NB – In today’s thrilling post, I am going to talk about shopping trolleys. To my American readers, I mean shopping carts, of course. To all my lovely readers over the rest of the globe, hopefully you can figure it out!
Today, after picking Evie up from her pre-school, I headed to our local Safeway to pick up groceries for Thanksgiving, and generally re-stock our cupboards. Henry is now old enough, and strong enough, to sit in a shopping trolley and enjoy the ride – which should make this particular chore so much easier, now I don’t have to strap all 18lb 10oz of him in the Ergo and lug him around myself. Because, that’s what I’ve been having to do, until now. American supermarkets don’t have trolleys with infant seats, like we were spoilt with at Sainsburys:
Nor do they have those great car seat trays, that you get at ASDA:
Sorry, I’m generalising. Seattle supermarkets don’t have them – maybe things are better in New York or Chicago?
But here, at least, if your little one is not yet able to sit up unaided, then you are stuck with the baby carrier, or (as I have actually done, rather than risk waking my incredibly light-sleeping newborn), pushing the trolley with one hand, while dragging the stroller behind you with the other! Fun times.
And now that your infant is finally mature enough to sit in that hard, plastic seat by himself, we have the problem I faced today. What do you do with your toddler?!?
If you have the patience of a saint, plenty of time on your hands, and you don’t mind random items like Spongebob yoghurts and Dora fruit loops mysteriously appearing in your trolley, then you can let her walk. If you only have a couple of things to buy, and your 2-year-old doesn’t have ambitions to be the next Gabby Douglas, then she can sit in the trolley itself, of course. But if you have an Evie, who thinks this is an ideal platform from which to practice her Swan Diving, or if you are trying to do your weekly grocery shop, then maybe it’s not such a great idea.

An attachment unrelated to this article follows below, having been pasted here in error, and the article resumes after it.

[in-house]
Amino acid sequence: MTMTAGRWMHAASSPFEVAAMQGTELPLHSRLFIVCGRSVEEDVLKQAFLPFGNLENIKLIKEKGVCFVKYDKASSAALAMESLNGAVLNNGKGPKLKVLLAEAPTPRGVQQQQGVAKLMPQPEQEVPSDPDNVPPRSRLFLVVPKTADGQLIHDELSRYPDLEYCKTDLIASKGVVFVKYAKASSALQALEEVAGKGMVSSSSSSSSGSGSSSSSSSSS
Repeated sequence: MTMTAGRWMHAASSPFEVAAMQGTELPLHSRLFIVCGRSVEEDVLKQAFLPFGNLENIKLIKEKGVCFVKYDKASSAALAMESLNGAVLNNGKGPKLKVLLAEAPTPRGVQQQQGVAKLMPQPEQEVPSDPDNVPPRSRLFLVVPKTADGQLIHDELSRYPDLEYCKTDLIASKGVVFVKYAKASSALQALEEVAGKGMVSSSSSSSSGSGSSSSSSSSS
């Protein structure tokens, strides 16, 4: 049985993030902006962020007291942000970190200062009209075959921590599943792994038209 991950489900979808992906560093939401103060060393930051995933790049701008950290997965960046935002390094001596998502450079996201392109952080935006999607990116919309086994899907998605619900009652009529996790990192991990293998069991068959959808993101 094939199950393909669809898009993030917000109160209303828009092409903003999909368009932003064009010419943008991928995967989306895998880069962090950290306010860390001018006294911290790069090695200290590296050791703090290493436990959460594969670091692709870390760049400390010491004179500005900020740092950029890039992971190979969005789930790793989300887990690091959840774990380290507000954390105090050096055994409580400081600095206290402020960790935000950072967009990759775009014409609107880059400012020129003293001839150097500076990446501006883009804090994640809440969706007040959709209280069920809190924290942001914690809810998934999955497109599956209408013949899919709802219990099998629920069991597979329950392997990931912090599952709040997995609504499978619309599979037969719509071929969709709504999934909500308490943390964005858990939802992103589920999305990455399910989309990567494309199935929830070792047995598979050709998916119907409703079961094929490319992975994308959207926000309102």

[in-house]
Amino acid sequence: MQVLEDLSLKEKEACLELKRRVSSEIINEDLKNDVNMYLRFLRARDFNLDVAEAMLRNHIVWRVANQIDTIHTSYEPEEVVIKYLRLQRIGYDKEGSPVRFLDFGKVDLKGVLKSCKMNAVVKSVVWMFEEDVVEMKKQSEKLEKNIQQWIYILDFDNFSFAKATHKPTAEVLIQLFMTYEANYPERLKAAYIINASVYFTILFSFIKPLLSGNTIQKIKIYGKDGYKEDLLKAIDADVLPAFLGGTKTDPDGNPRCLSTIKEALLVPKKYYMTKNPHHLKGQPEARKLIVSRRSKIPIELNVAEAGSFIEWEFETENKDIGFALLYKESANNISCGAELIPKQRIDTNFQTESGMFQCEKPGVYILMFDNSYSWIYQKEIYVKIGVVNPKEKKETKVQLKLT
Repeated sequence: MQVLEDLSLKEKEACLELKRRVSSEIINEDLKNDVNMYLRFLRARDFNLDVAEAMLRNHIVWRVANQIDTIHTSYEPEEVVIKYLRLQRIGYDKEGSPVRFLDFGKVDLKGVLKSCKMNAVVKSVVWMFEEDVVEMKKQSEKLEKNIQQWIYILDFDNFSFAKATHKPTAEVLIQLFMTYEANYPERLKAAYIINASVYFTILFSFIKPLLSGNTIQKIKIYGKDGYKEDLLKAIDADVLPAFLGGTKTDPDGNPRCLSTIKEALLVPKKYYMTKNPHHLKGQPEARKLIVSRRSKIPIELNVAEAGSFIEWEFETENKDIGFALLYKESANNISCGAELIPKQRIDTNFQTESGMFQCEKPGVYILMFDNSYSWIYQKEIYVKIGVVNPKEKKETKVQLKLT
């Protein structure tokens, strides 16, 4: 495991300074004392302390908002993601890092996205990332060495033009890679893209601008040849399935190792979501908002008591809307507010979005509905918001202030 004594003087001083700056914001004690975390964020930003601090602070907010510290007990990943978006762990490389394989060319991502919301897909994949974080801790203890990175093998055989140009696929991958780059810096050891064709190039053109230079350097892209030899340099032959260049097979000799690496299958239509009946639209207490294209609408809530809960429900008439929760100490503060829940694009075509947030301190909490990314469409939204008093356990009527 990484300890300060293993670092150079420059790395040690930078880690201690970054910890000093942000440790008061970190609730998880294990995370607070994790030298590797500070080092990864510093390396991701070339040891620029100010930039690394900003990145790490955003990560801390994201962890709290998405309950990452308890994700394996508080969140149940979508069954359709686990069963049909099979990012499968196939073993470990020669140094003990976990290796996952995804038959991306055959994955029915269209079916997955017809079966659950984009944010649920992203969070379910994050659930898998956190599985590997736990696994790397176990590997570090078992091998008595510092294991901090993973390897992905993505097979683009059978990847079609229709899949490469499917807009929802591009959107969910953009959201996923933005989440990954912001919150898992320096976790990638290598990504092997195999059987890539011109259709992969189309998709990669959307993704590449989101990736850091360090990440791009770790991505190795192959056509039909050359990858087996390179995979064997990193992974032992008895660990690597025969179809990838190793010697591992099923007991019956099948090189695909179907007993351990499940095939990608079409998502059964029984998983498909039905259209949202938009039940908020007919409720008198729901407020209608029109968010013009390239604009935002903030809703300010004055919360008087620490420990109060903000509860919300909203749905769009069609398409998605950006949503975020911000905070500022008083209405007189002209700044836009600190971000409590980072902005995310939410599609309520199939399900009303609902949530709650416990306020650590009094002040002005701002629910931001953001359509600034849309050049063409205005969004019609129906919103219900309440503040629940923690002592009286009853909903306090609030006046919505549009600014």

Yes, trolleys like this do exist, as modeled by our little diva:
But not all supermarkets carry them, and when they do, they are often harder to nab than a bargain iPad on Black Friday!
Which brings me to my moan about today (a first world problem, to be sure – as a friend from home so charmingly put it – but no less annoying for being so). I drove in to Redmond’s Safeway – not a small store, by any means, nor is it in the middle of nowhere – and dashed inside, promising Evie that she could get in the (blue plastic) car when we were out of the rain. But there was no car to be found. In fact, there were no double trolleys of any kind. I asked three different staff members (because I simply didn’t believe the first two!) if they had any trolleys for two kids, and they all said no. When I asked what people with more than one child should do, they told me to put Evie in the main basket. As I pointed out that I then wouldn’t have any room for my groceries, they shrugged indifferently, as if that was clearly my problem, and nothing to do with them.
At which point, the raging 15 year old in me jumped on Facebook and proclaimed “Safeway – you suck!!!!!!!!”. Yep. I did that. That’ll show ’em!
In the end, the turkey had to be bought, the nappies needed restocking urgently, and I had nothing in the house for dinner, so poor Evie just had sit cross-legged in that metal contraption, and surround herself with packaged meat, Cheerios boxes and bags of potatoes. Lucky girl!
But my question is….what on earth do American moms (and dads, when on duty) do? How do you do the grocery shopping with a newborn? Or with two kids, when the youngest is not quite old enough to sit in a blue plastic car? Do you start to choose where you shop purely based on what type of cart they have on offer? Or do you just opt to stock up the pantry once Dad’s home and the kids are in bed?
It seems kind of crazy to me that none of the big stores have cottoned on to the idea of providing decent baby-friendly trolleys. Surely Moms (and particularly bored, stay-at-home moms of young infants) are a huge part of their demographic?
Godammit, America – fix this. Somebody, anybody, get yourself on Shark Tank and make your millions.
I’ve just blown my Big Moneymaking Sure Thing.
This was supposed to have been a post all about how parent-unfriendly America is, in so many ways. But instead, I seem to have written an entire essay about trolleys!
Happily for you, I shall just need to save my
rants observations on childcare options, maternity benefits, (in)flexible working policies and school hours for another day.
Something to look forward to!